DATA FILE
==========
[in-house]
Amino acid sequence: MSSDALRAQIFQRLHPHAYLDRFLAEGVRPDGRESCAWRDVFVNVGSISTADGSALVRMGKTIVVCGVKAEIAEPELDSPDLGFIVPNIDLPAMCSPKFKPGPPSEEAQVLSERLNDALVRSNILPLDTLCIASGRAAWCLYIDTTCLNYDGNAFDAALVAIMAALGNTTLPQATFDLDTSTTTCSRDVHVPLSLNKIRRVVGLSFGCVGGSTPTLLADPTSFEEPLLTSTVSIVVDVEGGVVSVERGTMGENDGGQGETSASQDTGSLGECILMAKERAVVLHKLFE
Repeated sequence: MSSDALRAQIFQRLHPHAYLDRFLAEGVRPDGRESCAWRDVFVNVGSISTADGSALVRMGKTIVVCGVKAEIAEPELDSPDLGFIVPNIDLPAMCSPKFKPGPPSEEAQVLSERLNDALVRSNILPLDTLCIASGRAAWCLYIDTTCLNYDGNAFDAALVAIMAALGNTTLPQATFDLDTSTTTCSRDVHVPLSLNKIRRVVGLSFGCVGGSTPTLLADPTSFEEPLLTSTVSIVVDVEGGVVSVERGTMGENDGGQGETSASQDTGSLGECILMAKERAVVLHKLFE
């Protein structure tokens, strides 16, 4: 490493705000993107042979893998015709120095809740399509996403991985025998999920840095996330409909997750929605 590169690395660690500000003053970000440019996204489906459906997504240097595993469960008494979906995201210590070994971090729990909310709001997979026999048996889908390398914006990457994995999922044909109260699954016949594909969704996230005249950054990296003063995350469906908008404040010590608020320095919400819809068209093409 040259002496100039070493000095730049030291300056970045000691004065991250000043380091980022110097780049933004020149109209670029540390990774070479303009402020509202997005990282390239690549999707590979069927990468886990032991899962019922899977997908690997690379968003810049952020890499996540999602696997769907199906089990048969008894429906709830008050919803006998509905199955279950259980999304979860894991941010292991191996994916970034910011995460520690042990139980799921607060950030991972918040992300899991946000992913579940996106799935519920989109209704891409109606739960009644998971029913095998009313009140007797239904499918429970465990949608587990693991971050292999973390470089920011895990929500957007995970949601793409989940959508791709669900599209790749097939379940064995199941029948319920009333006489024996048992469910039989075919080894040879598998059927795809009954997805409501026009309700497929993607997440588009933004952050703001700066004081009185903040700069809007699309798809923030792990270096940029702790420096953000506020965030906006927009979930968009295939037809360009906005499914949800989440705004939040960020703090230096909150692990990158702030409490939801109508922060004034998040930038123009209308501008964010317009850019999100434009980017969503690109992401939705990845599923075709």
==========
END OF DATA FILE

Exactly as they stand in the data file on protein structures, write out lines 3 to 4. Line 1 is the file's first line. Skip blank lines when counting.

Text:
Repeated sequence: MSSDALRAQIFQRLHPHAYLDRFLAEGVRPDGRESCAWRDVFVNVGSISTADGSALVRMGKTIVVCGVKAEIAEPELDSPDLGFIVPNIDLPAMCSPKFKPGPPSEEAQVLSERLNDALVRSNILPLDTLCIASGRAAWCLYIDTTCLNYDGNAFDAALVAIMAALGNTTLPQATFDLDTSTTTCSRDVHVPLSLNKIRRVVGLSFGCVGGSTPTLLADPTSFEEPLLTSTVSIVVDVEGGVVSVERGTMGENDGGQGETSASQDTGSLGECILMAKERAVVLHKLFE
């Protein structure tokens, strides 16, 4: 490493705000993107042979893998015709120095809740399509996403991985025998999920840095996330409909997750929605 590169690395660690500000003053970000440019996204489906459906997504240097595993469960008494979906995201210590070994971090729990909310709001997979026999048996889908390398914006990457994995999922044909109260699954016949594909969704996230005249950054990296003063995350469906908008404040010590608020320095919400819809068209093409 040259002496100039070493000095730049030291300056970045000691004065991250000043380091980022110097780049933004020149109209670029540390990774070479303009402020509202997005990282390239690549999707590979069927990468886990032991899962019922899977997908690997690379968003810049952020890499996540999602696997769907199906089990048969008894429906709830008050919803006998509905199955279950259980999304979860894991941010292991191996994916970034910011995460520690042990139980799921607060950030991972918040992300899991946000992913579940996106799935519920989109209704891409109606739960009644998971029913095998009313009140007797239904499918429970465990949608587990693991971050292999973390470089920011895990929500957007995970949601793409989940959508791709669900599209790749097939379940064995199941029948319920009333006489024996048992469910039989075919080894040879598998059927795809009954997805409501026009309700497929993607997440588009933004952050703001700066004081009185903040700069809007699309798809923030792990270096940029702790420096953000506020965030906006927009979930968009295939037809360009906005499914949800989440705004939040960020703090230096909150692990990158702030409490939801109508922060004034998040930038123009209308501008964010317009850019999100434009980017969503690109992401939705990845599923075709």